Public Art in Chinatown and El Pueblo | KCET
Public Art in Chinatown and El Pueblo
Los Angeles is one of the most mural crazy cities in the country. So it's no surprise that Chinatown and El Pueblo Historic Monument have their fare share of amazing public art. El Pueblo is filled with colorful murals with a strong Latino and Chicano influence, and the patchwork of ethnicities in Chinatown offer much more than just Chinese art.
Upon arriving at El Pueblo, head over to the Plaza United Methodist Church to see "The Blessing of the Animals," a mural by Leo Politi that depicts an El Pueblo tradition dating back to 1938 in which pet owners from around the city come to get their animals blessed. Walk across the street to the north side of Nuestra Senora Reina De Los Angeles catholic church, and you will see "Reina de Mexico y Emperatriz de America," a giant mural depicting La Virgen de Guadalupe with hundreds of flowers and candles adorning the base of the work.
Make your way to Chinatown Central Plaza to find all kinds of great pieces like the "Chinese Celestial Dragon" by artist Tyrus Wong, and a statue of "Seated Buddha" directly underneath it.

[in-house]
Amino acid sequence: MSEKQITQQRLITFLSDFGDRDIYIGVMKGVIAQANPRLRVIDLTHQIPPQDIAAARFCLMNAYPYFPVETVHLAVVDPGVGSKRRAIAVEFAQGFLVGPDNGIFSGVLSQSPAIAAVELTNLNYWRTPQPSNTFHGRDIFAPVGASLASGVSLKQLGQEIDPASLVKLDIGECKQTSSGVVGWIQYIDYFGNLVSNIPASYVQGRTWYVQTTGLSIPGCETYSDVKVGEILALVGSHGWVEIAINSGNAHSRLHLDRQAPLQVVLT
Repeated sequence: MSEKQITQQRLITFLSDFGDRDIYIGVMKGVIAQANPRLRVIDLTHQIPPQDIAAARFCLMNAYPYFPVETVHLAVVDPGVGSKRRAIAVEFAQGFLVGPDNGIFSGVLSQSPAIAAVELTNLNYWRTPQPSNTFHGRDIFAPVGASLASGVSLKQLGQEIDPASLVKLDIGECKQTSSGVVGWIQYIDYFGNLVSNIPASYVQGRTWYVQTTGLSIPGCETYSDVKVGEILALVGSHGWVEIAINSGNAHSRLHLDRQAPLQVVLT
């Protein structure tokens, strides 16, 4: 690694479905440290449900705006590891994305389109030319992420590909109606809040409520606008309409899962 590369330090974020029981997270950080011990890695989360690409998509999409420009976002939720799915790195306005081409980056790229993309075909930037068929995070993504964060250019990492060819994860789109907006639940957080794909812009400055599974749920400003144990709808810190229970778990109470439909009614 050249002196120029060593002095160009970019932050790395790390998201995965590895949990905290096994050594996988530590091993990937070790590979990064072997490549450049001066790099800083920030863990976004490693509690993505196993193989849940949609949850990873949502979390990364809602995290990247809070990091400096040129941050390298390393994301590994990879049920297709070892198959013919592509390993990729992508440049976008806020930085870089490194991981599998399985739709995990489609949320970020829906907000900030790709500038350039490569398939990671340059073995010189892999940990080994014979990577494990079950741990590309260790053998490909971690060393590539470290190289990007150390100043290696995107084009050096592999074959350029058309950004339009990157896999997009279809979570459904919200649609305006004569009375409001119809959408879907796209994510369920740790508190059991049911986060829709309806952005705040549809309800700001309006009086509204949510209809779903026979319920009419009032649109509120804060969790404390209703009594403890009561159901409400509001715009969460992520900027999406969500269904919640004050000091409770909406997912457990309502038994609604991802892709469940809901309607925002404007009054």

In addition to the Chinese art-inspired murals, there are pieces that allude to the other ethnicities and nationalities that call Chinatown home. In the front of Pacific Alliance Medical Center, located on the corner of College and Hill St., is a statue of "Jeanne D'Arc," a remnant of the days when the area had a large population of French immigrants.
Los Angeles loves its art, and the areas of Chinatown and El Pueblo are a testament to that. Even if you're not a huge art buff, this historic area of the city is worth the visit and well worth your time.
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